Thousands Partied at Miami Beach Festival, Nine Tested Positive for Coronavirus
A cluster of positive coronavirus cases has been linked to an LGBTQ festival that took place on Miami Beach in early March, at a time when concerns over the virus had not yet led to mass cancellations and the upending of ordinary life.
Nine people who attended the Winter Party Festival, an annual event that draws thousands of gay men to Miami Beach, have reported testing positive for COVID-19, the respiratory illness caused by the new coronavirus, according to the LGBTQ Task Force, which organized the festival.
The week-long “circuit” party was held at multiple venues across the Miami metro area March 4-10. Organizers had previously announced that one attendee reported testing positive.
“As of Thursday the 19th, I have been informed directly of 9 people who both attended Winter Party Festival (WPF) and have since tested positive for COVID-19,” said executive director Rea Carey in a statement to the Miami Herald. “We understand that there are others who have posted online that they were at WPF and are showing possible symptoms or have tested positive for COVID-19.”
One of the people who tested positive, a 35-year-old Seattle resident, told the Miami Herald that four of his friends also tested positive after attending the Winter Party Festival. He requested that his name not be disclosed to protect his privacy.
“I think given the atmosphere and the parties, and people packed in as tight as they were, I think it’s bound to be more,” he said. “Nobody was talking about it, nobody was concerned about it because nobody had it.”
Organizers have received criticism for hosting the event despite growing concerns about coronavirus, but at the time, federal health officials had not yet recommended canceling large gatherings.
In a press conference on March 10 — on the last day of the Winter Party Festival — a top doctor from the Centers for Disease Control and Prevention did not recommend canceling large gatherings across the board.
“It is really difficult to make those kinds of pronouncements broadly,” said Dr. Nancy Messonnier, the director of the CDC’s National Center for Immunization and Respiratory Diseases. “So the decisions, for example, in Seattle may look quite different than the decisions being made in a location right now where there is not community spread.”
At the time, state health officials had not yet reported a single case in Miami-Dade County.
“Regarding WPF, we made the most informed decision at the time, following official guidance available at the time,” Carey said in a statement Monday. “Information and circumstances have changed rapidly since WPF.”
Miami Beach leaders stood behind the Task Force’s decision not to cancel, declaring the city “open for business.” When Ultra Music Festival canceled its March concerts, which itself was controversial among fans, Miami Beach City Manager Jimmy Morales said the city would try to give Ultra fans “something to do.”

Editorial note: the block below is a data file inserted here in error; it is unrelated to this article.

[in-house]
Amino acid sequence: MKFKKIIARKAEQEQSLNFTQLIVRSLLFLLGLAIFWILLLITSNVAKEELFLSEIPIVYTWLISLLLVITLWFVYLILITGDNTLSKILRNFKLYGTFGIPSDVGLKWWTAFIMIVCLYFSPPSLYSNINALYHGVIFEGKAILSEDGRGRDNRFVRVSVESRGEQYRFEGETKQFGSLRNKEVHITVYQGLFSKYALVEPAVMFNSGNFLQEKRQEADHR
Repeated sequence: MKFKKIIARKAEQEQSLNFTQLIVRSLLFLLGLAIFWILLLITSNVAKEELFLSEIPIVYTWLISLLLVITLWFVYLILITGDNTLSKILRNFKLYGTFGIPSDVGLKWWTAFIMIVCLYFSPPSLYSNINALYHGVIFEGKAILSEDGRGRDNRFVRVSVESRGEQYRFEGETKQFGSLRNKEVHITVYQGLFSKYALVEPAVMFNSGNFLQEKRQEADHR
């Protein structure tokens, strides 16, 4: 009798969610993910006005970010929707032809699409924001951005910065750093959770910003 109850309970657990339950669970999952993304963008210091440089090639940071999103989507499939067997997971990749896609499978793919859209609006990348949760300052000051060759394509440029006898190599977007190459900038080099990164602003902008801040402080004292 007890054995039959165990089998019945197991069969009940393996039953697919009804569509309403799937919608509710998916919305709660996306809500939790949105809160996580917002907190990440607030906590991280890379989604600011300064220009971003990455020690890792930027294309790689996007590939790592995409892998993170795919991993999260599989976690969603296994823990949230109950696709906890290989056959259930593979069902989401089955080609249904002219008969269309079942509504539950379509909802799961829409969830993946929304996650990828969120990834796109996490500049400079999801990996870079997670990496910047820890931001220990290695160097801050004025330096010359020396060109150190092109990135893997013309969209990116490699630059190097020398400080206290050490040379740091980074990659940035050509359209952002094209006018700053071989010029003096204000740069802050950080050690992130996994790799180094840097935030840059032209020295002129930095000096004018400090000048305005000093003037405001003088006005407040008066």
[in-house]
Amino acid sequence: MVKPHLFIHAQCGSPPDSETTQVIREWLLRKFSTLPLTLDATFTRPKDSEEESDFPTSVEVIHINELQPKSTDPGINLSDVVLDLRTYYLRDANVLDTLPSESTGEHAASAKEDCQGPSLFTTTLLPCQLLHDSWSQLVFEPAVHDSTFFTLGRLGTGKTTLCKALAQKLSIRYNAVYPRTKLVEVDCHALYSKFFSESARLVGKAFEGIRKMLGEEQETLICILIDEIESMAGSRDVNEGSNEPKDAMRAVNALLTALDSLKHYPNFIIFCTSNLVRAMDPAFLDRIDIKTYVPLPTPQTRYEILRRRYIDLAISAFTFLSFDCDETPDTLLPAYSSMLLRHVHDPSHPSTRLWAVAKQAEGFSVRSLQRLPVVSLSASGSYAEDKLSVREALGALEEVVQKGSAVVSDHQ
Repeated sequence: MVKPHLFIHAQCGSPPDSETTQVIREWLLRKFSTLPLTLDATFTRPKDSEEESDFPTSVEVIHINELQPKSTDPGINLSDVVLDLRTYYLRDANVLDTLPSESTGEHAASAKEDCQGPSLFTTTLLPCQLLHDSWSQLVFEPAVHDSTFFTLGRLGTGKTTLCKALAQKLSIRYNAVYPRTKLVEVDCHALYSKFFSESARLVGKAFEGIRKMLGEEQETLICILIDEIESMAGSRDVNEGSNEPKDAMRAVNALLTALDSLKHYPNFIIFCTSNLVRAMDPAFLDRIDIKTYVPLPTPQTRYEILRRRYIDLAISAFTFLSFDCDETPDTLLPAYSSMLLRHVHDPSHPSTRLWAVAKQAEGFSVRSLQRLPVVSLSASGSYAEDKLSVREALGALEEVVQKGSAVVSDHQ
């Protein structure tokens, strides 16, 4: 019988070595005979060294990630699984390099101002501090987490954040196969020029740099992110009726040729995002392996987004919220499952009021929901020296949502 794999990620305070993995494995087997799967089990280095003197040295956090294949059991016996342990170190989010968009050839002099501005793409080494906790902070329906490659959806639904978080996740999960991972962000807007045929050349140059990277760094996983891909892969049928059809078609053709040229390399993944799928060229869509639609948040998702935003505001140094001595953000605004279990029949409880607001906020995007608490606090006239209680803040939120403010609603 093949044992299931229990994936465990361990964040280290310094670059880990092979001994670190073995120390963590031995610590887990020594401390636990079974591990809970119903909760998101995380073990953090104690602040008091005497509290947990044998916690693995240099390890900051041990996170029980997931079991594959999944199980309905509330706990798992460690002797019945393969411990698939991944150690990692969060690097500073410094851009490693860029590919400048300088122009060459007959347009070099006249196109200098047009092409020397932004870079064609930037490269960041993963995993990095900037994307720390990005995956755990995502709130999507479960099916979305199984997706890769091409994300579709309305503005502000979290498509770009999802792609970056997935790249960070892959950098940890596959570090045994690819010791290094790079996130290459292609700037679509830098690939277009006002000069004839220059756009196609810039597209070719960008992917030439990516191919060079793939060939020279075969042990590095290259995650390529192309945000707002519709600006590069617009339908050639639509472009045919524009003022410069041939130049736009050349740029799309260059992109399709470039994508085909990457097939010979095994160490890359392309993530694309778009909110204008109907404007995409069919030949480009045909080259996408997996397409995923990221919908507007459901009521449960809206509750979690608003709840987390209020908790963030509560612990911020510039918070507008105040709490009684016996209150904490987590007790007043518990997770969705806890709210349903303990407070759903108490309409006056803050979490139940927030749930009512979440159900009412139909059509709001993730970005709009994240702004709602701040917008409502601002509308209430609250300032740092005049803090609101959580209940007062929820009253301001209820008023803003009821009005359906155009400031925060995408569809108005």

City-sponsored pool parties were considered at a March 5 meeting. Mass cancellations were not.
“A blanket freeze on everything we do here in Miami Beach or a shutting down of business, to me, that at this point is not warranted,” Commissioner Mark Samuelian said.
Mayor Dan Gelber and two city commissioners attended the festival’s welcome reception. Gelber demonstrated hands-free greeting attendees could use to limit transmission of the virus.
“In the middle of their event everything started to happen,” Gelber said, adding that the event would have been canceled if it were held just a few days later.
In the 10 days since the end of the festival, officials have reported 101 cases in the county. City and county leaders have declared a state of emergency. Most businesses, including restaurants and clothing outlets, have been shuttered. The beach is closed.
The guys were shirtless and sweating, and it was hard to move around the closed-in party venue.
Before he tested positive for COVID-19, the Winter Party Festival attendee from Seattle swung by some of the festival’s numerous parties. He partied on the sands of South Beach, then at the Wynwood Factory and at Nikki Beach Miami.
“It was extremely packed,” he said. “You couldn’t even move.”
After hours, he laid his head at an Ocean Drive home he rented through Airbnb with six of his friends. He was in town to celebrate a friend’s 30th birthday. The friend, Joshua Ellis, is an emergency medicine physician in Boston. He, too, tested positive for COVID-19, the Boston Globe reported.
The Seattle man, who works in marketing, left Miami on March 9 and got tested March 12 after feeling “really bad chills” and dizziness. His results came back positive on Sunday.
He feels fine now and is staying home, watching Netflix and learning new dance routines. His friends feel better now, too.
“They’re all OK,” he said. “They definitely went through feeling pretty crappy just like me, but the worst is over.”
But for Winter Party Festival organizers, the worst may not be here yet.
Symptoms can take up to 14 days to show, meaning someone who caught COVID-19 at Winter Party Festival may not even show symptoms until next week.
Carey, the LGBTQ Task Force director, has encouraged attendees to contact her directly if they feel sick.
“We continue to encourage all WPF guests to monitor their health, practice social distancing, wash hands with soap, use hand sanitizer and contact their doctor if they think they are exhibiting symptoms,” Carey said in the statement. “If one tests positive for COVID-19, we urge them to contact those they were in direct contact with so all can take steps to monitor their health and speak with their doctors.”